The “timing difference plus” approach requires deferred tax to be recognised on all timing differences, however, there are a number of exceptions to this. For example, unrelieved tax losses and other deferred tax assets, as mentioned earlier, can only be recognised to the extent that it is probable that they will be recovered either against the reversal of deferred tax liabilities, or other future taxable profits. In addition, no deferred tax is recognised on permanent differences, for example, a grant which is not subject to tax or an expense that is disallowable for tax purposes. There is however an exception to permanent differences relating to business combinations. Again, this re-emphasises the need not only to be familiar with the core definitions in Section 29 but also the exceptions . The “plus” in the “timing difference plus approach” refers to the required recognition of deferred tax on asset revaluations and on assets (except goodwill) and liabilities arising on a business combination.

Applying these core concepts to a simple example, let’s assume the following:

Company A, which has a year-end of 31 March 20XX operates a defined contribution plan for its employees. The Company pays the annual charge for the plan in advance and tax relief is provided on the plan in the accounting period in which the payment is made. As the contributions have been paid in advance, the tax relief is greater than the expense recognised in the profit and loss account for accounting purposes. This is because the advance payment for accounting purposes is recognised as a prepayment and released to the profit and loss account over time, however, the full tax deduction was allocated when the annual charge was made. In the following period, the financial statements will have those advance contributions charged as an expense, but no tax relief will be available. This is a timing difference which would result in a deferred tax liability.

Some other salient technical considerations pertaining to deferred tax include, but are not limited to, discounting what rate is used to calculate deferred taxes, and the offsetting of deferred tax assets and liabilities. It should be noted that the discounting of deferred tax assets or liabilities is prohibited applying Section 29 of FRS 102. This is helpful from a practical perspective as, if required, this would create complexities and require detailed schedules to understand the expected timing of reversals.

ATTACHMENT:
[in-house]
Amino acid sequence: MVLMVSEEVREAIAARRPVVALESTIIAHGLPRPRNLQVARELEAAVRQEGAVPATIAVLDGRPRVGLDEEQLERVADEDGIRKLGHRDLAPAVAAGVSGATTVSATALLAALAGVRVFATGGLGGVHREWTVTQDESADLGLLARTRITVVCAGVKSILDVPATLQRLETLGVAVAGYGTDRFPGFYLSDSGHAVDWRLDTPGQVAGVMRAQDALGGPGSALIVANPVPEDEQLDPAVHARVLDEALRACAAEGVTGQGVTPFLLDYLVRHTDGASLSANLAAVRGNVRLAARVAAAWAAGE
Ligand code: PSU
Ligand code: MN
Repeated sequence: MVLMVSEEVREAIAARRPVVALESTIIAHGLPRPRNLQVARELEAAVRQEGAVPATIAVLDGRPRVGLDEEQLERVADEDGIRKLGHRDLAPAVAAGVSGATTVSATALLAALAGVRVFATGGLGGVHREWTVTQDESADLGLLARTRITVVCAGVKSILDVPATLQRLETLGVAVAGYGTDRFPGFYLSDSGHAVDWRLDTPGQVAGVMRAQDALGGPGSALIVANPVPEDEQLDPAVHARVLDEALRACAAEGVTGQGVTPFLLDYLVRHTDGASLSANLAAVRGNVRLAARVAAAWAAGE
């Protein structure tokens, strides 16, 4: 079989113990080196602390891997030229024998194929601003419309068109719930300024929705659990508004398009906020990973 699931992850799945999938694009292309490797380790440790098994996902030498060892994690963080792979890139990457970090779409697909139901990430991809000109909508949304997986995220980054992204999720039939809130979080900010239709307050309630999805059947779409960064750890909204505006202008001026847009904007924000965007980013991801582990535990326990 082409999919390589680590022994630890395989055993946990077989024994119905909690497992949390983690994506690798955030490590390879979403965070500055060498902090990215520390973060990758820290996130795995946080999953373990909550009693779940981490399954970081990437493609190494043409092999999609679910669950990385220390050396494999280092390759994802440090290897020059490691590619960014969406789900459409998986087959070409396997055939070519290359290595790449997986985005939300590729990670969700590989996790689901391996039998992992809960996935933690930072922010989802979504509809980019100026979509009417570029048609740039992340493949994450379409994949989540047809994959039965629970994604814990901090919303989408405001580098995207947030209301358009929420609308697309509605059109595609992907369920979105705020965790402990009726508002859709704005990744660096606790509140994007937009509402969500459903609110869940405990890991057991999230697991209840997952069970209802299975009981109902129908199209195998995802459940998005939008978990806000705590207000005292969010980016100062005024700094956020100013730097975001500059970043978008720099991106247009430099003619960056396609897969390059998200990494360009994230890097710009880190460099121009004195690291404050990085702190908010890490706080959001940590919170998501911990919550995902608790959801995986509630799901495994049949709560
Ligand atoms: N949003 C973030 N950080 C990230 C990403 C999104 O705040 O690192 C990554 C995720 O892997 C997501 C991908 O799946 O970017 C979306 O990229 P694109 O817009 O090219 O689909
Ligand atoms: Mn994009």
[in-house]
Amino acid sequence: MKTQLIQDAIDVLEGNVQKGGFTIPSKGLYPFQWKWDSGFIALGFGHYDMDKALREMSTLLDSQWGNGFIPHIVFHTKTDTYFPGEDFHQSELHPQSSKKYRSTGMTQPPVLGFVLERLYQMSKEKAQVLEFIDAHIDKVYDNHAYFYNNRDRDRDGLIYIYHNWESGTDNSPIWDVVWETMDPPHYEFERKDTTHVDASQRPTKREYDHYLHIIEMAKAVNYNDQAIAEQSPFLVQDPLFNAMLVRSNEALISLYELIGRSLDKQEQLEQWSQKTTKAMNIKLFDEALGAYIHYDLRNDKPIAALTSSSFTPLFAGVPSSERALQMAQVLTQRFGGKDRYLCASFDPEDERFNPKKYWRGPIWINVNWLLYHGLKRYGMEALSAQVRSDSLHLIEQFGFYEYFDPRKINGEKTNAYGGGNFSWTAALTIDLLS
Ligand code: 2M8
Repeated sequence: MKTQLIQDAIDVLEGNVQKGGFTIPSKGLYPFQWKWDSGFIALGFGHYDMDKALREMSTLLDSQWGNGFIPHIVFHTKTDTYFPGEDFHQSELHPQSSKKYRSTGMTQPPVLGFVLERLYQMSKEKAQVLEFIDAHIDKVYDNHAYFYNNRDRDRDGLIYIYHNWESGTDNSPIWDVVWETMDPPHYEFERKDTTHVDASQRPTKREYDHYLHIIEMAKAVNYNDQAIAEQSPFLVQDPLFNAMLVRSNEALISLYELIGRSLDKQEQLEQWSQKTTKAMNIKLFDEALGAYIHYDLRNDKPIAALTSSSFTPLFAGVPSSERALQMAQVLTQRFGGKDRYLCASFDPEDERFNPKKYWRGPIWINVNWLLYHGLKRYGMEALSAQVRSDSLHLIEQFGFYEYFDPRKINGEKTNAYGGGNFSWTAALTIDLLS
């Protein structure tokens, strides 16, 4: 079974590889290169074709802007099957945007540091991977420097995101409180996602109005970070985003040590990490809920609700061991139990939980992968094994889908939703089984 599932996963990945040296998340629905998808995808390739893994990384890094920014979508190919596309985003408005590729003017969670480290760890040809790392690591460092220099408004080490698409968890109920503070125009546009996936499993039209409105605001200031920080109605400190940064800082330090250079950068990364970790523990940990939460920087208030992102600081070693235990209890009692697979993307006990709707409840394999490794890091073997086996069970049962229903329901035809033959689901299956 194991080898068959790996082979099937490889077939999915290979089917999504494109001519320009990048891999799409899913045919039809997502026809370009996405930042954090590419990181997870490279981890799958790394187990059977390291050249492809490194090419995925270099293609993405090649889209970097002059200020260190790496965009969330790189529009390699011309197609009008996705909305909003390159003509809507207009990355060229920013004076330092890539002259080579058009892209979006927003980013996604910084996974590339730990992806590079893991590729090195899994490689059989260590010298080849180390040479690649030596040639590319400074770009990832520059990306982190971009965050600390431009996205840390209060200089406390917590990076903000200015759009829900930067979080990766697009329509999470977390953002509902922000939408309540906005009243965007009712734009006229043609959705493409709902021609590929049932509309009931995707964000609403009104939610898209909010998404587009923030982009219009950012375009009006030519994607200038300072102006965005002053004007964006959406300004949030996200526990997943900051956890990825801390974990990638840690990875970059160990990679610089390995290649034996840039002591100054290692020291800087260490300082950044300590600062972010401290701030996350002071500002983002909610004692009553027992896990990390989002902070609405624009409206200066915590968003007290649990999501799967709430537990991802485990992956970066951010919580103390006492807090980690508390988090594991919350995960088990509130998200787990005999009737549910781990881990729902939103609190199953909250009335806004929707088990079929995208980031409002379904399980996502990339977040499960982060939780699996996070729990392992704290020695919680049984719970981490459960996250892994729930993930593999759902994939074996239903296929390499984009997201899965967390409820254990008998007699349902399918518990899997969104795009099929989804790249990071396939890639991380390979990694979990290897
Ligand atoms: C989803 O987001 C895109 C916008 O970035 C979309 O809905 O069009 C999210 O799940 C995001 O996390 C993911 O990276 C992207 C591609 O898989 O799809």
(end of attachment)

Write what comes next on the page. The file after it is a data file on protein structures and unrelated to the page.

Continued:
Section 29 also requires the application of a substantially enacted tax rate. There are also additional considerations in relation to the tax rate applied in the calculation of deferred tax, for example, concerning profits affected by distributions and balances such as investment property which is recognised and measured using the revaluation model.

The offsetting of deferred tax assets and deferred tax liabilities is permitted only where certain conditions have been met. Specifically, the entity must have a legally enforceable right to set off current tax assets against current tax liabilities. They also must relate to income taxes levied by the same taxation authority on either the same taxable entity or different taxable entities which intend either to settle current tax liabilities and assets on a net basis, or to realise the assets and settle the liabilities simultaneously in each future period in which significant amounts of deferred tax liabilities or assets are expected to be settled or recovered.

For those with group members applying both IFRS and FRS 102 it should be noted that there are distinct differences in the approach outlined in Section 29 of FRS 102 requiring a “timing difference plus” approach rather than the “temporary differences” approach as outlined in IFRS’s equivalent income taxation standard IAS 12. In terms of detail, whilst the standards are fundamentally different, generally, you would expect the FRS 102 approach to give the same answer as the IFRS one. Other areas of difference include convertible debt and business combinations.

Interestingly, FRED 82 brings quite significant changes to FRS 102 including greater alignment with IFRS on some core topics, however, it does not address deferred tax. Section 29 remains broadly unchanged with the exception of the inclusion of inserted guidance about uncertain tax positions. As a result, the core differences between IFRS and FRS 102 on the topic of deferred tax will continue to exist after FRED 82’s effective date of 1 January 2026.

Overall the application of the guidance in Section 29 of FRS 102 in relation to deferred tax requires a knowledge of the core terms in conjunction with the exceptions and specific rules on certain topics. It has a far reach over your financial statements as any balance with timing differences has the potential to create a deferred tax impact.

Dympna Cassidy headshot
Dympna Cassidy
Manager – Financial Reporting Advisory Deloitte Ireland
Brian Murphy headshot
Brian Murphy
Partner | Audit & Assurance | Consumer & Technology Business

Deloitte Ireland LLP